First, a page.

The award-winning American environmental writer Barry Lopez has traveled extensively in remote and populated parts of the world. Lopez's fiction and nonfiction focus on the relationship between the
physical landscape and human culture, posing abiding questions about ethics, intimacy, and place.
Warren provides an original, eye-opening perspective on how Lopez has joined the call for a spiritual and ethical solution to the global environmental crisis.
This book places Lopez in relation to a specific community of artists, in historical time, and with political impact. It examines his work on an interdisciplinary level and connects it with visual media in a manner that is very timely for us today. I found myself learning many new things about Lopez's connection to photography and other arts.
—Cory Lee Lewis, co-editor of The Pacific Crest Trailside Reader, California: Adventure, History, and Legend on the Long-Distance Trail
The book argues how the idea of a community of artists upholds and sustains creative work that explores the spiritual and ethical dimensions of an honorable, attentive relationship to the land that has profound implications for the future of civilization in North America.
—John A. Tallmadge, series editor of Under the Sign of Nature: Explorations in Ecocriticism
Other Country presents a full-scale treatment of Lopez's work. James Perrin Warren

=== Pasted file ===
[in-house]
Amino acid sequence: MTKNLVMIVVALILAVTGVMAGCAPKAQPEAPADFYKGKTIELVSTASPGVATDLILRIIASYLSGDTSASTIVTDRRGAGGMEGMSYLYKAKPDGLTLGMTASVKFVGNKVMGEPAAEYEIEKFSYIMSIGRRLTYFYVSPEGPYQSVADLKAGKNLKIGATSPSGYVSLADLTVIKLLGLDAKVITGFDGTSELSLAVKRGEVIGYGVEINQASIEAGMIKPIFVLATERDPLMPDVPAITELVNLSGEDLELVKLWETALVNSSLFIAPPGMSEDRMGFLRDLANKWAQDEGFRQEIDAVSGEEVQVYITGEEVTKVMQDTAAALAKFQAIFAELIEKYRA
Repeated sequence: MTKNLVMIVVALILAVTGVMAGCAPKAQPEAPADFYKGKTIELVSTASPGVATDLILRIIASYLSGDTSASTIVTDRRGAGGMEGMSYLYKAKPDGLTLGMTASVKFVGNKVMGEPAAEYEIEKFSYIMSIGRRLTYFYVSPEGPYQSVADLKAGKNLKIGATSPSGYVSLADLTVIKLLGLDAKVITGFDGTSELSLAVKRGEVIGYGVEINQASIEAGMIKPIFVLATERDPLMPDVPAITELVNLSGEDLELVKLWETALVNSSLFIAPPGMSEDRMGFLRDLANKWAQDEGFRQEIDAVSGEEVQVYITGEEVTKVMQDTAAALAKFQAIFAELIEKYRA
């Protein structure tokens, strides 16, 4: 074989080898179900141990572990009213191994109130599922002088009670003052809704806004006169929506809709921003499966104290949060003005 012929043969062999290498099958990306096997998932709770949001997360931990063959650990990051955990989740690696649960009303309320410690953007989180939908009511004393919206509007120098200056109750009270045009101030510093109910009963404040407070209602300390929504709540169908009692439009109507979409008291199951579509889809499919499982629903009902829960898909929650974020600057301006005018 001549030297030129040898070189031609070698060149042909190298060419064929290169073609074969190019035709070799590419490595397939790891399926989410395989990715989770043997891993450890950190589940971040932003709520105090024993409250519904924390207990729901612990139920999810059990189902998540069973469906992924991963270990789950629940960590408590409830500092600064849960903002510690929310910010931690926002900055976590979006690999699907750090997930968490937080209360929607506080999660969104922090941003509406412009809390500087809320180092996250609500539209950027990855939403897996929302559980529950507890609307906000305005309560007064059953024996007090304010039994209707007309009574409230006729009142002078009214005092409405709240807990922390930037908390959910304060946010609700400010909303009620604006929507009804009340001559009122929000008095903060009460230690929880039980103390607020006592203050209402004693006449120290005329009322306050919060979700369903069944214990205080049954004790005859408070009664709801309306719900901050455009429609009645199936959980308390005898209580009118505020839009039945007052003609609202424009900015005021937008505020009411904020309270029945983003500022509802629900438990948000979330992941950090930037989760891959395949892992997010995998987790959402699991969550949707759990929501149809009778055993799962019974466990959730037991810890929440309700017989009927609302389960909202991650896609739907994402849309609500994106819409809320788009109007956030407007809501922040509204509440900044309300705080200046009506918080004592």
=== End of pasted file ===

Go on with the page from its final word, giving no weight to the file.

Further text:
examines the relationship between Lopez's writing and the work of several contemporary artists, composers, and musicians, whose works range from landscape photography, painting, and graphic arts to
earth art, ceramics, and avant-garde music. The author demonstrates Lopez's role in creating this community of artists who have led cultural change, and shows that Lopez's writing—and his engagement
with the natural world—creates an "other country" by redefining boundaries, rediscovering a place, and renewing our perceptions of landscapes.
Warren's critique examines manuscripts and
typescripts from the 1960s to the present, interviews with Lopez conducted from 2008 to 2013, and interviews with artists. Part 1 focuses on the relationship between Lopez's storytelling, which he
calls "a conversation with the land," and Robert Adams's landscape photography. For both Lopez and Adams, a worthy artistic expression serves the cultural memory of a community, reminding us how to
behave properly toward other people and the land. Part 2 looks at the collaborative friendship of Lopez and visual artist Alan Magee, tracking the development of Lopez's short stories through a
consideration of Magee's career. Part 3 moves farther afield, discussing Lopez's relationship to Richard Long's earth art, Richard Rowland's ceramics, and John Luther Adams's
Other Country reveals the dynamic relationships between Lopez, considered by many the most important environmental writer working in America, and the artistic community,
who seek to explore the spiritual and ethical dimensions of an honorable and attentive relationship to the land and thus offer profound implications for the future of the planet.